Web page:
Like Frank Watson, I think I've been making better reeds since I started using one about 6 years ago. I have two, both from Rieger. One is quite old - it has a green base if any one knows when that would be from. The other is about 2 years old. I am thinking of possibly selling that one, only because it is newer and looks better.
While these tip profilers only finish about a third of the blade, what they do well is give you a much more balanced front of the blade, the most critical area of the reed. Much better than you could do by hand, at least better than I could.
By removing washers, you could bring the scrape further back, but it's probably not a good idea depending upon how thick your profile is. I tried it and I didn't like the results. The stock template gives a bit more of a German scrape, a quick slope down on the rails. I've learned how to work with it. I would prefer that the machine worked further back and had more of a gradual slope on the rails. You can have a custom template made that suits your requirements, of course at a price. Maybe the "ultimate reed finishing tool" will do the trick.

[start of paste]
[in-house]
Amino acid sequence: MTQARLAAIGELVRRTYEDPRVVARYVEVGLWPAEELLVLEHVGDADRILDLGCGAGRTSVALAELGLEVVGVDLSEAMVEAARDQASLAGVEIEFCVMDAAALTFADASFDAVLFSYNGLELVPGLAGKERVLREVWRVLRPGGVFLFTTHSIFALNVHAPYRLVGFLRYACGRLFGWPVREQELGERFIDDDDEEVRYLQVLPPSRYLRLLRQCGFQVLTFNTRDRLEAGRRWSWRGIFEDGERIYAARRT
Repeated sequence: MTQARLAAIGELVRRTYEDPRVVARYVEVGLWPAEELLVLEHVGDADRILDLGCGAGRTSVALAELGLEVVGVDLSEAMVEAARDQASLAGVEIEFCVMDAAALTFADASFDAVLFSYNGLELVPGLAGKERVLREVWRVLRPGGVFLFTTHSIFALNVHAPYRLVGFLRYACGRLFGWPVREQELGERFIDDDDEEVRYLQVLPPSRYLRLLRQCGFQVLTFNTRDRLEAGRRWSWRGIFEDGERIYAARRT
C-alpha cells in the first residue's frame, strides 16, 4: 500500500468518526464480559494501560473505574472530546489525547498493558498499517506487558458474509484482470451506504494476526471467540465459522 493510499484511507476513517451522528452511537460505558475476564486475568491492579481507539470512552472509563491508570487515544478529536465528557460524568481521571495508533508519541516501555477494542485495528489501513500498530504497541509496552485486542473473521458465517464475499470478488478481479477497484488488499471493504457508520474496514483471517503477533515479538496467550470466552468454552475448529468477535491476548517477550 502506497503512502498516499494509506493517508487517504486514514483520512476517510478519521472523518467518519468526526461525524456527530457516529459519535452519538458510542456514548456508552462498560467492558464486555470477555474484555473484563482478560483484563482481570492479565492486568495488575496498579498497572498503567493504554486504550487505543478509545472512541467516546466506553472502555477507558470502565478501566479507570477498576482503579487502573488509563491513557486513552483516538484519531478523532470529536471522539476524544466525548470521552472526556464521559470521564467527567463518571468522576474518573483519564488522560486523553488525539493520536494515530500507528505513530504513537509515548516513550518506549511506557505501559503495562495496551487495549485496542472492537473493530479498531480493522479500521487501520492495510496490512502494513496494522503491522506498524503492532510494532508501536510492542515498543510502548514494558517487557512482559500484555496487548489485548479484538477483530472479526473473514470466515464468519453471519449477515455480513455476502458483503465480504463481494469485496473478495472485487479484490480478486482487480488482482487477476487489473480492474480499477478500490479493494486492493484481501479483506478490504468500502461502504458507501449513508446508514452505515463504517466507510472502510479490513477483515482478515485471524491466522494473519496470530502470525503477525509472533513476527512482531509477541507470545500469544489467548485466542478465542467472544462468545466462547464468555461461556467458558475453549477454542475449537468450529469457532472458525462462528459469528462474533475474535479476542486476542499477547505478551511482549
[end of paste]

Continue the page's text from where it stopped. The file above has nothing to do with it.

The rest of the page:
I saw it in Ithaca at Miller's exhibit. I believe the manufacturer is Rimpl. It is more expensive than the Rieger, but it can go almost all the way back on the blade. What I liked about this newer machine are the following points:
1.) you could only turn the reed in very small increments because its rotation was controlled by a geared system that prevents quick side to side movement. This helps the next point.
2.) the cutting blade was rounded, so the amount of cane coming off was very narrow, which meant a much finer detail in the scrape
3.) and the carriage that houses the blade rolled on the template using a ball bearing, not a flat wheel. So this more precise point of contact transfers the template at a much high degree of detail, that when coupled with the rounded blade would give a much more finished reed.
I saw a very similar machine made by a Michael Kunibert. Even with the standard template, the reed came off the machine so well made that I played a rehearsal on it an hour later. Incredible! I can't wait to get my hands on one and get my own template.
I don't know how I survived all those years without one!
Bassoon, Contrabassoon, Heckelphone
Faculty: Manhattan School of Music Precollege Division (NY), Montclair State University (NJ) & CUNY (NY)
President, LRQ Publishing - featuring the bassoon music of Francisco Mignone